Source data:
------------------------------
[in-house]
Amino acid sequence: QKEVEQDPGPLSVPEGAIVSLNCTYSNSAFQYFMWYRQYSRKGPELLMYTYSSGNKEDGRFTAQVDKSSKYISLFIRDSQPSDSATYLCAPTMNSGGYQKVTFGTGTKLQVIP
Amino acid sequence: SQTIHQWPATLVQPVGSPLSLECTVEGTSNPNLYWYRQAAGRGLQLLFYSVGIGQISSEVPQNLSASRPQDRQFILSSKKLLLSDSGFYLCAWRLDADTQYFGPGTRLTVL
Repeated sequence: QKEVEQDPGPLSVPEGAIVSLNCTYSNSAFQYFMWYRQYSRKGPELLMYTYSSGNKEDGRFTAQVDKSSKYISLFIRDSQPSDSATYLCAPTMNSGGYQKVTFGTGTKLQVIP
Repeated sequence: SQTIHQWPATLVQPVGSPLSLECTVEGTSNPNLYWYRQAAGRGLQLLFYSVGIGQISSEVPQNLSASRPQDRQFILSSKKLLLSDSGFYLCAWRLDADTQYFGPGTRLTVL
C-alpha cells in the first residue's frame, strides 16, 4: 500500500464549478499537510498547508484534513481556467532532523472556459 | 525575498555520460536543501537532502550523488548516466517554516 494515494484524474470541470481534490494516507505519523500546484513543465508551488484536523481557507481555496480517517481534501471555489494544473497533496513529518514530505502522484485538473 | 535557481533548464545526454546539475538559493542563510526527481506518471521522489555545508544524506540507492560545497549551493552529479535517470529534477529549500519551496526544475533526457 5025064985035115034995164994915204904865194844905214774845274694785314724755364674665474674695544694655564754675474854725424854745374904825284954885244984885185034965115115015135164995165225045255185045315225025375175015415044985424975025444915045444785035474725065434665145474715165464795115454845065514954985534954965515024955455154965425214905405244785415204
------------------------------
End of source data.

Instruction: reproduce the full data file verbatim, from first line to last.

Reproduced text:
[in-house]
Amino acid sequence: QKEVEQDPGPLSVPEGAIVSLNCTYSNSAFQYFMWYRQYSRKGPELLMYTYSSGNKEDGRFTAQVDKSSKYISLFIRDSQPSDSATYLCAPTMNSGGYQKVTFGTGTKLQVIP
Amino acid sequence: SQTIHQWPATLVQPVGSPLSLECTVEGTSNPNLYWYRQAAGRGLQLLFYSVGIGQISSEVPQNLSASRPQDRQFILSSKKLLLSDSGFYLCAWRLDADTQYFGPGTRLTVL
Repeated sequence: QKEVEQDPGPLSVPEGAIVSLNCTYSNSAFQYFMWYRQYSRKGPELLMYTYSSGNKEDGRFTAQVDKSSKYISLFIRDSQPSDSATYLCAPTMNSGGYQKVTFGTGTKLQVIP
Repeated sequence: SQTIHQWPATLVQPVGSPLSLECTVEGTSNPNLYWYRQAAGRGLQLLFYSVGIGQISSEVPQNLSASRPQDRQFILSSKKLLLSDSGFYLCAWRLDADTQYFGPGTRLTVL
C-alpha cells in the first residue's frame, strides 16, 4: 500500500464549478499537510498547508484534513481556467532532523472556459 | 525575498555520460536543501537532502550523488548516466517554516 494515494484524474470541470481534490494516507505519523500546484513543465508551488484536523481557507481555496480517517481534501471555489494544473497533496513529518514530505502522484485538473 | 535557481533548464545526454546539475538559493542563510526527481506518471521522489555545508544524506540507492560545497549551493552529479535517470529534477529549500519551496526544475533526457 5025064985035115034995164994915204904865194844905214774845274694785314724755364674665474674695544694655564754675474854725424854745374904825284954885244984885185034965115115015135164995165225045255185045315225025375175015415044985424975025444915045444785035474725065434665145474715165464795115454845065514954985534954965515024955455154965425214905405244785415204